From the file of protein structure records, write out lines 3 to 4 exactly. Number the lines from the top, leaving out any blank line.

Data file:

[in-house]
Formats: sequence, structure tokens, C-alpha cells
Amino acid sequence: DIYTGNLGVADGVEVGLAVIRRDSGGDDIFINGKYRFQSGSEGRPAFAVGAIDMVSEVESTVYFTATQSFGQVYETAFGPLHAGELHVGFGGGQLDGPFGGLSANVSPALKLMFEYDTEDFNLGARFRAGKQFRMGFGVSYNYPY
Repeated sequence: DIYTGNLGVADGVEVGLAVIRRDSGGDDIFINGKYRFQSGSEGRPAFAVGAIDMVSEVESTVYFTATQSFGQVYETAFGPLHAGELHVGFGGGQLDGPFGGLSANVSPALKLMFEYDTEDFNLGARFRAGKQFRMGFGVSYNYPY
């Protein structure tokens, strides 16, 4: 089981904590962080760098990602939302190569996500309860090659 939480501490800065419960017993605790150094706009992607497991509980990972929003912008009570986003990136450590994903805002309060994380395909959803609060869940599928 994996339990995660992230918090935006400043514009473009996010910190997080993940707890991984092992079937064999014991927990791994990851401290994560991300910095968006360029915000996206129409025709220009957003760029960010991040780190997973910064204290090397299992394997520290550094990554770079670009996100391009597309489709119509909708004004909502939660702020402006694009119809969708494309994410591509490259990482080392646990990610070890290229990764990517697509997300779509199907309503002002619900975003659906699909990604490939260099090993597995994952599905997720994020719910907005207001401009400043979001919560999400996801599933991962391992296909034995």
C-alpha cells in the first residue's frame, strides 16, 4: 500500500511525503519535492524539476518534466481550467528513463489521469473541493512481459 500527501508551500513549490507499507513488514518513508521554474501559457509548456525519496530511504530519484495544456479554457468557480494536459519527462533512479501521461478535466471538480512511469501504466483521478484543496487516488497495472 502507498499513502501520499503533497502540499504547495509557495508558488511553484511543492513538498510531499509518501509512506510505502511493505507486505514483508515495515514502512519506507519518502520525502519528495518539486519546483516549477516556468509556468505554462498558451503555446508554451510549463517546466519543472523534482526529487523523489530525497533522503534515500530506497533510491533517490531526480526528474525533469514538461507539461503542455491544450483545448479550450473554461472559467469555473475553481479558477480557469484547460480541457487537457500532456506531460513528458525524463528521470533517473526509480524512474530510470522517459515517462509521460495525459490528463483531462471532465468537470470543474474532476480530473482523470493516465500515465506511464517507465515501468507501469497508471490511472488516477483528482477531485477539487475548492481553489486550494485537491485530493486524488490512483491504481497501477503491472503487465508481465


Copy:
Amino acid sequence: DIYTGNLGVADGVEVGLAVIRRDSGGDDIFINGKYRFQSGSEGRPAFAVGAIDMVSEVESTVYFTATQSFGQVYETAFGPLHAGELHVGFGGGQLDGPFGGLSANVSPALKLMFEYDTEDFNLGARFRAGKQFRMGFGVSYNYPY
Repeated sequence: DIYTGNLGVADGVEVGLAVIRRDSGGDDIFINGKYRFQSGSEGRPAFAVGAIDMVSEVESTVYFTATQSFGQVYETAFGPLHAGELHVGFGGGQLDGPFGGLSANVSPALKLMFEYDTEDFNLGARFRAGKQFRMGFGVSYNYPY